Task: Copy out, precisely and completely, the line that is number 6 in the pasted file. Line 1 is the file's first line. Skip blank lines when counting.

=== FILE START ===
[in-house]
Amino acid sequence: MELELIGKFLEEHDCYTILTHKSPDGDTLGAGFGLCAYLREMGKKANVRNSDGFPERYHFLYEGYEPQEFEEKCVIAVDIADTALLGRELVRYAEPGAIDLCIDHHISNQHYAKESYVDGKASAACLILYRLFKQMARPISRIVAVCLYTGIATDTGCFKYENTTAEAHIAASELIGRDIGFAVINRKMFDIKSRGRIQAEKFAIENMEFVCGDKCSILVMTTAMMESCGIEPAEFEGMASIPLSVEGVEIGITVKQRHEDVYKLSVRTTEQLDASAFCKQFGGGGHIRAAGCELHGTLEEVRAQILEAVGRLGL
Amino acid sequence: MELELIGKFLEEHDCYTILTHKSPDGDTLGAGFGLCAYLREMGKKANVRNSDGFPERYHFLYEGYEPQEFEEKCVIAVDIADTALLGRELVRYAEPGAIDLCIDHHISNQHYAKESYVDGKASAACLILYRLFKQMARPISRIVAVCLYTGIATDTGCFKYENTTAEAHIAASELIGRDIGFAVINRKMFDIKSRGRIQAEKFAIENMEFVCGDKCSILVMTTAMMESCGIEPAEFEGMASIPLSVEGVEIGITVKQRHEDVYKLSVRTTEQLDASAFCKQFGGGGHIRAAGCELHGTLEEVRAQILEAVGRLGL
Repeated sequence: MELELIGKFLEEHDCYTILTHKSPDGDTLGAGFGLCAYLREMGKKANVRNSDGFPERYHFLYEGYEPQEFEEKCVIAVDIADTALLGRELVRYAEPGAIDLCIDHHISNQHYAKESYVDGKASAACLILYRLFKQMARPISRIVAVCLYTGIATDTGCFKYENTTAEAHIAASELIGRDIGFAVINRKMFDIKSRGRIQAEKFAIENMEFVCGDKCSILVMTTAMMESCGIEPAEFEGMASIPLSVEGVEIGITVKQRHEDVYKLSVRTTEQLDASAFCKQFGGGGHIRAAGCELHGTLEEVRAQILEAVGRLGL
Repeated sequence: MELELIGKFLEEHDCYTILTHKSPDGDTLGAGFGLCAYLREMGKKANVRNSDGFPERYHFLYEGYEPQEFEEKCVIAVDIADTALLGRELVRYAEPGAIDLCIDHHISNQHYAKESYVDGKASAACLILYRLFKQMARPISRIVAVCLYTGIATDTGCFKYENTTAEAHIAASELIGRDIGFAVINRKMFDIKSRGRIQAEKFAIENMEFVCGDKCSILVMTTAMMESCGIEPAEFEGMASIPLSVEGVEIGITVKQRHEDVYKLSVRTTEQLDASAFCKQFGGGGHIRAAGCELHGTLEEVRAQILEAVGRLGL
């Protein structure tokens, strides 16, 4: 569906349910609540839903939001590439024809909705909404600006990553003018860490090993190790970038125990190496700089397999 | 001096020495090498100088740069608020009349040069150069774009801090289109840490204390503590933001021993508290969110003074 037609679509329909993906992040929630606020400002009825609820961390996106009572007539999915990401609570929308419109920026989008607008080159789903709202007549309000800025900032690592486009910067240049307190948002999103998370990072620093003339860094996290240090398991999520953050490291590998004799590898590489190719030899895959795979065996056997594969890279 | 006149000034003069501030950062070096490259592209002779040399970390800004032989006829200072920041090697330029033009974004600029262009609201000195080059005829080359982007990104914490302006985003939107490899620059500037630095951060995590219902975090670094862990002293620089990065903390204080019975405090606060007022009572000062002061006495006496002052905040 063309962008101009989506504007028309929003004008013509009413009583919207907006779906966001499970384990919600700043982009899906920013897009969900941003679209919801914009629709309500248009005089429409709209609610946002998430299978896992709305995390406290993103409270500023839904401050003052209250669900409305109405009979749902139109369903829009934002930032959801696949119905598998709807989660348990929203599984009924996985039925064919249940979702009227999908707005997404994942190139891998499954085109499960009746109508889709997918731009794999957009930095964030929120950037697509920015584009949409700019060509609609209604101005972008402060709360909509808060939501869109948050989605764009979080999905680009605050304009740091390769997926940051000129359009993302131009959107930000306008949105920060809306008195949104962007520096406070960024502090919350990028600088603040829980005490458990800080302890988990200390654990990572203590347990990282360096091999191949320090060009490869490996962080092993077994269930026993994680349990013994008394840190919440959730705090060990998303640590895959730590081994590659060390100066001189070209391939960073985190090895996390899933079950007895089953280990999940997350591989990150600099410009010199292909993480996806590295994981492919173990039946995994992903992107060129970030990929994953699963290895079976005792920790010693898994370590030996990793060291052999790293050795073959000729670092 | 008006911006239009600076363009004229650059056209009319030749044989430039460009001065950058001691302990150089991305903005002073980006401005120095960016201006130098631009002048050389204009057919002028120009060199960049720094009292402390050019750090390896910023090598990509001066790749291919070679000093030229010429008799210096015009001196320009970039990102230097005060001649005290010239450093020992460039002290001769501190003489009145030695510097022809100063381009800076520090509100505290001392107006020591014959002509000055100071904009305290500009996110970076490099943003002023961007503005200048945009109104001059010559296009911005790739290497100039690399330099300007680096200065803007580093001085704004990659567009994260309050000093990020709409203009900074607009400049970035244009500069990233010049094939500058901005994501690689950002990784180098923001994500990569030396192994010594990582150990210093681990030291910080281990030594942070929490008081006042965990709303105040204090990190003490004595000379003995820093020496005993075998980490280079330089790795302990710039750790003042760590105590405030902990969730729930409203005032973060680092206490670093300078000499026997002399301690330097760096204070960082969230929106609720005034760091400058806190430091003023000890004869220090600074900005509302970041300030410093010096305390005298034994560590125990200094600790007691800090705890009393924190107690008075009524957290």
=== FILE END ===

């Protein structure tokens, strides 16, 4: 569906349910609540839903939001590439024809909705909404600006990553003018860490090993190790970038125990190496700089397999 | 001096020495090498100088740069608020009349040069150069774009801090289109840490204390503590933001021993508290969110003074 037609679509329909993906992040929630606020400002009825609820961390996106009572007539999915990401609570929308419109920026989008607008080159789903709202007549309000800025900032690592486009910067240049307190948002999103998370990072620093003339860094996290240090398991999520953050490291590998004799590898590489190719030899895959795979065996056997594969890279 | 006149000034003069501030950062070096490259592209002779040399970390800004032989006829200072920041090697330029033009974004600029262009609201000195080059005829080359982007990104914490302006985003939107490899620059500037630095951060995590219902975090670094862990002293620089990065903390204080019975405090606060007022009572000062002061006495006496002052905040 063309962008101009989506504007028309929003004008013509009413009583919207907006779906966001499970384990919600700043982009899906920013897009969900941003679209919801914009629709309500248009005089429409709209609610946002998430299978896992709305995390406290993103409270500023839904401050003052209250669900409305109405009979749902139109369903829009934002930032959801696949119905598998709807989660348990929203599984009924996985039925064919249940979702009227999908707005997404994942190139891998499954085109499960009746109508889709997918731009794999957009930095964030929120950037697509920015584009949409700019060509609609209604101005972008402060709360909509808060939501869109948050989605764009979080999905680009605050304009740091390769997926940051000129359009993302131009959107930000306008949105920060809306008195949104962007520096406070960024502090919350990028600088603040829980005490458990800080302890988990200390654990990572203590347990990282360096091999191949320090060009490869490996962080092993077994269930026993994680349990013994008394840190919440959730705090060990998303640590895959730590081994590659060390100066001189070209391939960073985190090895996390899933079950007895089953280990999940997350591989990150600099410009010199292909993480996806590295994981492919173990039946995994992903992107060129970030990929994953699963290895079976005792920790010693898994370590030996990793060291052999790293050795073959000729670092 | 008006911006239009600076363009004229650059056209009319030749044989430039460009001065950058001691302990150089991305903005002073980006401005120095960016201006130098631009002048050389204009057919002028120009060199960049720094009292402390050019750090390896910023090598990509001066790749291919070679000093030229010429008799210096015009001196320009970039990102230097005060001649005290010239450093020992460039002290001769501190003489009145030695510097022809100063381009800076520090509100505290001392107006020591014959002509000055100071904009305290500009996110970076490099943003002023961007503005200048945009109104001059010559296009911005790739290497100039690399330099300007680096200065803007580093001085704004990659567009994260309050000093990020709409203009900074607009400049970035244009500069990233010049094939500058901005994501690689950002990784180098923001994500990569030396192994010594990582150990210093681990030291910080281990030594942070929490008081006042965990709303105040204090990190003490004595000379003995820093020496005993075998980490280079330089790795302990710039750790003042760590105590405030902990969730729930409203005032973060680092206490670093300078000499026997002399301690330097760096204070960082969230929106609720005034760091400058806190430091003023000890004869220090600074900005509302970041300030410093010096305390005298034994560590125990200094600790007691800090705890009393924190107690008075009524957290």